His favorite form of martial arts: "You know, I love all martial arts. I don't practice any particular form or style, but yeah, I don't have a favorite...But it was great during the making of Man of Tai Chi, to spend time with the leading man Tiger, who has studied Tai Chi since he was a kid, and it was great to talk about how we could bring some of the ideas of Tai Chi into the story of Man of Tai Chi, and some of the philosophies."
What he's been listening to: "The music I'm listening to right now? Let's see, I just got the new Nine Inch Nails recording. I really like this other band Metz, just got their first album which was great. And I've been listening to a song that I really like from LCD Soundsystem, and the song is 'Someone Great.'"
On Bill and Ted: "Working on Bill & Ted was certainly an excellent adventure. I love those characters. I love the spirit of the film. I like the eternal goodness of these characters. I always thought of them as beautiful fools. They bring a wonder and naivete to the harsh realities of the world. I found them fun to play, and also working with Alex Winter was a great experience. We shared the same view of these characters and the film, and we had a lot of laughs making those movies. And Alex and I are friends."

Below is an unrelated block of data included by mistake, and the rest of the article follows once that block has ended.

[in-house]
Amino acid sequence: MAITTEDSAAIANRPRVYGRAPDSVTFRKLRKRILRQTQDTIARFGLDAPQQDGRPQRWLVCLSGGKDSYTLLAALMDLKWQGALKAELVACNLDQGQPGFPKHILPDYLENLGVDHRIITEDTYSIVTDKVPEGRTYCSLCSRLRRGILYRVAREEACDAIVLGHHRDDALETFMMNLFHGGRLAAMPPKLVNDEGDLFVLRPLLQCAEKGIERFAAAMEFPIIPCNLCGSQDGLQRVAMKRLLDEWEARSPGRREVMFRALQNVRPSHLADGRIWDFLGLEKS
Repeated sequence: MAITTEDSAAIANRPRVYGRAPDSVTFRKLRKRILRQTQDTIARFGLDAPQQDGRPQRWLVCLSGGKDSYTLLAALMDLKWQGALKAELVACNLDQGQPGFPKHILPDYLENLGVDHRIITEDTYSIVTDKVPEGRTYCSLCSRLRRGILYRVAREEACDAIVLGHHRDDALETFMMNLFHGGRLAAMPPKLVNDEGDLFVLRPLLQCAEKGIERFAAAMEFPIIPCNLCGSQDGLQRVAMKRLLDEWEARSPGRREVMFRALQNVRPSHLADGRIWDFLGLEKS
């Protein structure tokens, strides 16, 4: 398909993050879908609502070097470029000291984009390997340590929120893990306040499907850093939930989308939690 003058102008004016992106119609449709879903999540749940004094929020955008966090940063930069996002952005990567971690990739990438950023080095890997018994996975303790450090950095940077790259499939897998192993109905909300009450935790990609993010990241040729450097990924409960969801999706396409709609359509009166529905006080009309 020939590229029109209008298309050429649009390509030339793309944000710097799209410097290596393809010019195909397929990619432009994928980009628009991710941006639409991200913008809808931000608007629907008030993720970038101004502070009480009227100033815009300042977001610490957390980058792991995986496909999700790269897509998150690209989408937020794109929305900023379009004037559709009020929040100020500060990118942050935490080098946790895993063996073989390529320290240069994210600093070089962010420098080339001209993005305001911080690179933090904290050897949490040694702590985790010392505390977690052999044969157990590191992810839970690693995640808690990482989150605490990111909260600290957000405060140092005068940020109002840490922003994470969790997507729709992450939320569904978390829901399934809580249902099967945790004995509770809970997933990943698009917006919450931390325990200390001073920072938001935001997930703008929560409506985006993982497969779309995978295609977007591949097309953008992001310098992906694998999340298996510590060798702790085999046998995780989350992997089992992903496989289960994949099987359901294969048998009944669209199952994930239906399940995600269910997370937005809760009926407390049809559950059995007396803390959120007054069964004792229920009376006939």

Read the rest of Keanu's interview here.
Well, this is awesome.
Rob G. Wilson has put together a compilation of scenes (but so much more than that) from films including The Matrix, Fist of a Legend, Tai Chi Master, Drunken Master, The Killer, Iron Monkey, Once Upon a Time in China, Strange Days, Akira, Total Recall, Alice in Wonderland, A Better Tomorrow, Ghost in the Shell, Koyannisqati, Dr. Who: The Deadly Assassin, as well as a clip from Philip K. Dick's famous "dark-haired girl at the door" speech. The project is an extension of another video series, Everything Is a Remix, that takes a deep look at artistic creation (the title's sounds self-explanatory, but the videos are completely enthralling).